Time to rebuildSouth Korea and the United States have reached an agreement on defense cost-sharing after the negotiations went adrift for more than one year after Donald Trump’s administration demanded a fivefold increase in the amount of money South Korea has to pay. On Sunday, the Foreign Ministry and the Department of State announced a consensus in principle between their representatives. That will be followed by domestic briefings in each country and the signing of a provisional agreement. Though the details of the agreement are not disclosed, Seoul reportedly agreed to an annual four percent increase from 1.13 times the amount of Korea’s share in 2019, which stood at 1.389 trillion won ($1.2 billion).
The official signing of the new agreement, effective from 2020 to 2025, will likely be held during U.S. Secretary of State Tony Blinken’s trip to Seoul in mid-March. Due to all the confusion from a failure to reach consensus, the Korea-U.S. alliance experienced a lot of difficulties in maintaining the U.S. Forces Korea (USFK). We welcome the new developments, which were possible thanks to U.S. President Joe Biden’s firm belief that an alliance is not about transactions but about mutual trust.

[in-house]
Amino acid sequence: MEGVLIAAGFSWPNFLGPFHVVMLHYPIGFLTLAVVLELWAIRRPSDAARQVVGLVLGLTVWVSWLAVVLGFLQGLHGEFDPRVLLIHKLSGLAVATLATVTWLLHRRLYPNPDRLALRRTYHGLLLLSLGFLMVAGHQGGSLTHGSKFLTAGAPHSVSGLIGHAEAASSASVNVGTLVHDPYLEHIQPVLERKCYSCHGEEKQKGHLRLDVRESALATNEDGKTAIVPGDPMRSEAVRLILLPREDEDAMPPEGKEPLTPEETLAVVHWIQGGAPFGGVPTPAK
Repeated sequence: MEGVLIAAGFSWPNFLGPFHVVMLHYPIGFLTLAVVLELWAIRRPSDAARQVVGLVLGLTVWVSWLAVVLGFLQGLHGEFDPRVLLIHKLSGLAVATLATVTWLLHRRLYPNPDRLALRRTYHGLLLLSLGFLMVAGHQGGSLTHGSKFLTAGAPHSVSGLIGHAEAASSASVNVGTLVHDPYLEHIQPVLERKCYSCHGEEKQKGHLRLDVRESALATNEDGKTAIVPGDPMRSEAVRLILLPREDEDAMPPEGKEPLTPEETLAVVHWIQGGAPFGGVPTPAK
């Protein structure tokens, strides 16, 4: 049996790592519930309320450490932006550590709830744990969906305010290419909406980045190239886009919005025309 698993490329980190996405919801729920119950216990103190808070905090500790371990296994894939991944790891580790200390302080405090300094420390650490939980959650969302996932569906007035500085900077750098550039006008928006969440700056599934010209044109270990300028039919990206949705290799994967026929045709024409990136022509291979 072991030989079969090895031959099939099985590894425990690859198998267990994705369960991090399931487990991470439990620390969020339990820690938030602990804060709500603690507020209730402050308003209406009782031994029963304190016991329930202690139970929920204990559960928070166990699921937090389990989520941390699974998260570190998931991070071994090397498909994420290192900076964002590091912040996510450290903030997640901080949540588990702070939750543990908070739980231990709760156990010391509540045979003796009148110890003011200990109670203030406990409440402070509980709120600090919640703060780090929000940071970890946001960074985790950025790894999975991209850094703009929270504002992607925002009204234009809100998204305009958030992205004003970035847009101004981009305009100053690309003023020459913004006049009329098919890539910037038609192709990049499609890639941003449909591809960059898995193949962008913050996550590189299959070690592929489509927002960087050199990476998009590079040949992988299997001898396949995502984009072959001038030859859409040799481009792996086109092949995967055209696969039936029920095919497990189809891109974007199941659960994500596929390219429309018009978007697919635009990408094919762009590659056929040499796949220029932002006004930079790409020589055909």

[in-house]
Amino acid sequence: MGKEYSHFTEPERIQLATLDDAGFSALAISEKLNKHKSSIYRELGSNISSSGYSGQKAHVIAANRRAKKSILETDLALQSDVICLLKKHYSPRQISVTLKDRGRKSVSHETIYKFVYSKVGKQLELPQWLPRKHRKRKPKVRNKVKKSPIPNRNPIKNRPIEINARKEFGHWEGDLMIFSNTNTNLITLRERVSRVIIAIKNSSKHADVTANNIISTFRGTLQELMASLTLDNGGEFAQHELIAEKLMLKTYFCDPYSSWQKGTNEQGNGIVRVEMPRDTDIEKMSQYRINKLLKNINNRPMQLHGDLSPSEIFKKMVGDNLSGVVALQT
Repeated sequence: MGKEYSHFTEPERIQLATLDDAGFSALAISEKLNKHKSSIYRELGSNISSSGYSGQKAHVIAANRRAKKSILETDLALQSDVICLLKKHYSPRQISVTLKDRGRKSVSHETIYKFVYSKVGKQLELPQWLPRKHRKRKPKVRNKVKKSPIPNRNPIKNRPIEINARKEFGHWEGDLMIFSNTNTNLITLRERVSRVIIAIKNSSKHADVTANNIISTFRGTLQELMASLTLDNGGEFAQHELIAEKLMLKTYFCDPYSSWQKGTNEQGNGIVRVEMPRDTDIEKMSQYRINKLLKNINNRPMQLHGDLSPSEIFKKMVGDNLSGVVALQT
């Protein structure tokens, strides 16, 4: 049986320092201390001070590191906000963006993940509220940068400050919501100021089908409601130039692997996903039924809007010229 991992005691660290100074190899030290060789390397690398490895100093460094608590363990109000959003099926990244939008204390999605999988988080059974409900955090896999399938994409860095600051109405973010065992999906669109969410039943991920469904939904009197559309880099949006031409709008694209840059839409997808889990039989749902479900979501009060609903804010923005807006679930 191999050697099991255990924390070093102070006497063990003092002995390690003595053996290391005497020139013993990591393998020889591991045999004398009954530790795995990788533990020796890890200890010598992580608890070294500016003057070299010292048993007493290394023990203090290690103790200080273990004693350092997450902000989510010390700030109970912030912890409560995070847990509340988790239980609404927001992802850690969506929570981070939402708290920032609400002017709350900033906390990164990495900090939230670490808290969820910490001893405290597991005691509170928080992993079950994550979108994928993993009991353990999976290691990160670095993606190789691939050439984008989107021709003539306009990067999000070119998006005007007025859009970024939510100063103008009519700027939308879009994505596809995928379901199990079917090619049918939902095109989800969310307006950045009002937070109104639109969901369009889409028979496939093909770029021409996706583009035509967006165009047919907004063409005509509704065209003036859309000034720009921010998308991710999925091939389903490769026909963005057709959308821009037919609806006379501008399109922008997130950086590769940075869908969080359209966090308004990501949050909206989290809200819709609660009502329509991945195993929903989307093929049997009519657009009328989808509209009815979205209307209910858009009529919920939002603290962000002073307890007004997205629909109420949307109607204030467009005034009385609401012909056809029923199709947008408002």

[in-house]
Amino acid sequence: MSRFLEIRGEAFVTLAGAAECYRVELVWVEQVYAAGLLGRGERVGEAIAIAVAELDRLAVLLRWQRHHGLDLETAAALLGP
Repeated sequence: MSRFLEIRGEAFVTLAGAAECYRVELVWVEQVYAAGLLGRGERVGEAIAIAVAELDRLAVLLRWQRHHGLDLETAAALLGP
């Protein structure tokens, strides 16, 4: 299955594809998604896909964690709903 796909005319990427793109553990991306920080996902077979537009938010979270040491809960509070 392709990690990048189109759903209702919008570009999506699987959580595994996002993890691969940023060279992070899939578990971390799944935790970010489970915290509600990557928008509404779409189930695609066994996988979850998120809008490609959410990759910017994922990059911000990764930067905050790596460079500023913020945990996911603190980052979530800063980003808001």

After the defense cost-sharing deal is finally signed, Seoul and Washington must rebuild an alliance that has been off track for three years. In fact, the two allies have not conducted a full-fledged joint drill since the summer of 2018 due to the Moon Jae-in administration’s desire to not provoke North Korea. They skipped mobilization of combat troops or just engaged in virtual drills based on computer simulations. That does not help improve our soldiers’ real capability to fight the enemy on the battlefield.
The joint Command Post Training (CPT), which started in Korea Monday, is also being carried out only for some of its operation plans in cyberspace. If a war breaks out on the Korean Peninsula, it will proceed in an even more complicated way, including mobilization of large-scale troops and all types of weapons.
South Korea must find effective ways to contribute to the peace and security of the world. The Biden administration hopes Seoul will join its campaign to contain China, but the Moon administration is reluctant to accept that role. Our government must think again if it wants to reinforce the alliance with the U.S. to survive a seismic shift in the global order.